Rivera v. San Diego Sheriffs Dept.

Filing 2

ORDER dismissing case without prejudice. Petitioner is advised that to the extent he seeks to challenge the conditions of his confinement, he must pursue those claims via a 42 USC 1983 action. Signed by Judge John A. Houston on 9/25/2017.(All non-registered users served via U.S. Mail Service)(jpp)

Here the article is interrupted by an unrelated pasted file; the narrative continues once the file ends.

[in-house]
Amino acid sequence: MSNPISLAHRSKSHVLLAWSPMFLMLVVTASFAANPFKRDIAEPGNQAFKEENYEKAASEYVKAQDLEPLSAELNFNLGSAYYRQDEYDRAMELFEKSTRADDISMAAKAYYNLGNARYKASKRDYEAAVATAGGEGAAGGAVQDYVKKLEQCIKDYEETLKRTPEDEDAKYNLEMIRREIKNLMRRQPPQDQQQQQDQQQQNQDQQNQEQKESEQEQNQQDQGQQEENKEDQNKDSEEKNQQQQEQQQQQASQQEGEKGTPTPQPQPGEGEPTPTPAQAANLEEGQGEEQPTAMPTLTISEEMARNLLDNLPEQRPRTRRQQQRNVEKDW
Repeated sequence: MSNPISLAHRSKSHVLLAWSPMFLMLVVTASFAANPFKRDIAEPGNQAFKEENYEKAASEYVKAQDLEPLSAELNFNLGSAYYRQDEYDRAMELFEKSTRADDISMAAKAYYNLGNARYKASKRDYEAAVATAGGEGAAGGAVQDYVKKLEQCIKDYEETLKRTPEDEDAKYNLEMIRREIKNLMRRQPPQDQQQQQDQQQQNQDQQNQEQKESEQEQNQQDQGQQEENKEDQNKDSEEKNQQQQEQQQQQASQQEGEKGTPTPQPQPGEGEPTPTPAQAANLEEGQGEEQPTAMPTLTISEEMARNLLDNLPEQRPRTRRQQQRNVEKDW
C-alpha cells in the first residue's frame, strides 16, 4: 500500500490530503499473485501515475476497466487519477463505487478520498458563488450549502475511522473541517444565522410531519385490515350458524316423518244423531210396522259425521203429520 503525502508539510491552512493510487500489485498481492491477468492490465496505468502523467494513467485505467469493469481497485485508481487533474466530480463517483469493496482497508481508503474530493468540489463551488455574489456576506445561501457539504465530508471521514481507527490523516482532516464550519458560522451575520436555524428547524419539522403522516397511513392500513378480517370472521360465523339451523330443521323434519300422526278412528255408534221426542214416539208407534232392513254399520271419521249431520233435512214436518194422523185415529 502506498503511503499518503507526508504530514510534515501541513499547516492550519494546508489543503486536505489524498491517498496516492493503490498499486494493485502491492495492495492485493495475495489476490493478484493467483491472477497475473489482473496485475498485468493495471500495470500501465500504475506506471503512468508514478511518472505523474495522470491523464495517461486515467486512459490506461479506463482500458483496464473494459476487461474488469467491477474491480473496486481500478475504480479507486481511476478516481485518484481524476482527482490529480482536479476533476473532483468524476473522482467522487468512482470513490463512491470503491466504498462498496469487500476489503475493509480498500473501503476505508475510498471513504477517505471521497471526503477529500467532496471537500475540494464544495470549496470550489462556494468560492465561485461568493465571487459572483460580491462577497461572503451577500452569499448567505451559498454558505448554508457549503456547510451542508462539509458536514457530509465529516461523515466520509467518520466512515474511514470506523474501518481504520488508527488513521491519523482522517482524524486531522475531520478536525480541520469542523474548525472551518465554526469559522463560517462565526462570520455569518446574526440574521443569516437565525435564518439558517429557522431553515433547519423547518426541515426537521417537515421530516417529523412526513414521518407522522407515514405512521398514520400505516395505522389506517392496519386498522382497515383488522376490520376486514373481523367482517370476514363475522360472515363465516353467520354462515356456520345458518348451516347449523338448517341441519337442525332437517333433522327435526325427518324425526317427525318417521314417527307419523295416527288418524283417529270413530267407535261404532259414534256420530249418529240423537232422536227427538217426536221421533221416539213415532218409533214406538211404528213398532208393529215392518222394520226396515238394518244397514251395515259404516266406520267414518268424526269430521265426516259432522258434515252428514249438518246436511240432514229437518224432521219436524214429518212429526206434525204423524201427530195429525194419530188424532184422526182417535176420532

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1 2 3 4 5 6 7 8 UNITED STATES DISTRICT COURT 9 SOUTHERN DISTRICT OF CALIFORNIA 10 11 CESAR RIVERA, Case No.: 17cv1849 JAH (MDD) Petitioner, 12 13 v. 14 ORDER DISMISSING CASE WITHOUT PREJUDICE SAN DIEGO SHERIFF DEPT., Respondent. 15 16 17 On September 5, 2017, Petitioner, a state prisoner proceeding pro se, paid the 18 $5.00 filing fee and submitted a Petition for Writ of Habeas Corpus pursuant to 28 U.S.C. 19 § 2254. 20 FAILURE TO STATE A COGNIZABLE CLAIM ON HABEAS CORPUS 21 Upon review of the Petition, it appears to the Court that a Petition for Writ of 22 Habeas Corpus brought pursuant to § 2254 is not the proper vehicle for the claims 23 Petitioner presents. Petitioner lists various problems he claims he is facing in prison. 24 Specifically, Petitioner claims he was subjected to cruel and unusual punishment while in 25 prison because he did not receive showers for an extended period of time. (Pet., ECF No. 26 1 at 6-8.) Petitioner’s claims are not cognizable on habeas because it does/they do not 27 challenge the constitutional validity or duration of confinement. See 28 U.S.C. 2254(a); 28 1 17cv1849 JAH (MDD) 1 Preiser v. Rodriguez, 411 U.S. 475, 500 (1973); Heck v. Humphrey, 512 U.S. 477, 480- 2 85 (1994). 3 Challenges to the fact or duration of confinement are brought by petition for a writ 4 of habeas corpus, pursuant to 28 U.S.C. § 2254; challenges to conditions of confinement 5 are brought pursuant to the Civil Rights Act, 42 U.S.C. § 1983. See Preiser, 411 U.S. at 6 488-500; Nettles v. Grounds, 830 F.3d 922, 927 (9th Cir. 2016) (“a § 1983 action is the 7 exclusive vehicle for claims brought by state prisoners that are not within the core of 8 habeas corpus”). When a state prisoner is challenging the very fact or duration of his 9 physical imprisonment, and the relief he seeks is a determination that he is entitled to 10 immediate release or a speedier release from that imprisonment, his sole federal remedy 11 is a writ of habeas corpus. Preiser, 411 U.S. at 500; Nettles, 830 F.3d at 927. On the 12 other hand, a § 1983 action is a proper remedy for a state prisoner who is making a 13 constitutional challenge to the conditions of his prison life, but not to the fact or length of 14 his custody. Preiser, 411 U.S. at 499; Nettles, 830 F.3d at 927. It appears that Petitioner 15 challenges the conditions of his prison life, but not the fact or length of his custody. 16 Thus, Petitioner has not stated a cognizable habeas claim pursuant to § 2254. 17 Rule 4 of the Rules Governing Section 2254 Cases provides for summary dismissal 18 of a habeas petition “[i]f it plainly appears from the face of the petition and any exhibits 19 annexed to it that the petitioner is not entitled to relief in the district court.” Rule 4, 28 20 U.S.C. foll. § 2254. Here, it is plain from the petition that Petitioner is not presently 21 entitled to federal habeas relief because he has not alleged that the state court violated his 22 federal rights. 23 24 IN CUSTODY REQUIREMENT Further, it appears that Petitioner is not in the custody of the State of California, 25 nor was he when he filed the Petition because it lists Petitioner’s place of confinement as 26 his address as “10730 Church St. Apt. #323, Rancho Cucamonga, CA 91730,” and state 27 he was released from custody on April 17, 2017. (Pet., ECF No. 1 at 1-2.) Furthermore, 28 Petitioner does not allege he is on parole or otherwise in constructive custody. 2 17cv1849 JAH (MDD) “Subject matter jurisdiction under the federal habeas corpus statute, 28 U.S.C. 1 2 § 2254(a), is limited to those persons ‘in custody pursuant to the judgment of a State.’” 3 Brock v. Weston, 31 F.3d 887, 889 (9th Cir. 1994); see also 28 U.S.C. § 2241(c)(3). It is 4 a jurisdictional requirement that, at the time a habeas petition is filed, “the habeas 5 petitioner be ‘in custody’ under the conviction or sentence under attack.” Maleng v. 6 Cook, 490 U.S. 488, 490-91 (1989) (citing 28 U.S.C. §§ 2241(c)(3) & 2254(a)); see 7 Carafas v. LaVallee, 391 U.S. 234, 238 (1968)). 8 CONCLUSION 9 For the foregoing reasons, the Court DISMISSES this case without prejudice. 10 Petitioner is advised that to the extent he seeks to challenge the conditions of his 11 confinement, he must pursue those claims via a 42 U.S.C. § 1983 action.1 12 IT IS SO ORDERED. 13 14 DATED: September 25, 2017 _________________________________________ 15 John A. Houston 16 United States District Judge 17 18 19 20 21 22 23 24 25 26 27 1 28 Petitioner has three closed civil rights cases in this Court: 16cv2979 LAB (JLB), 16cv3008 CAB (BLM) and 17cv1848 LAB (AGS). 3 17cv1849 JAH (MDD)

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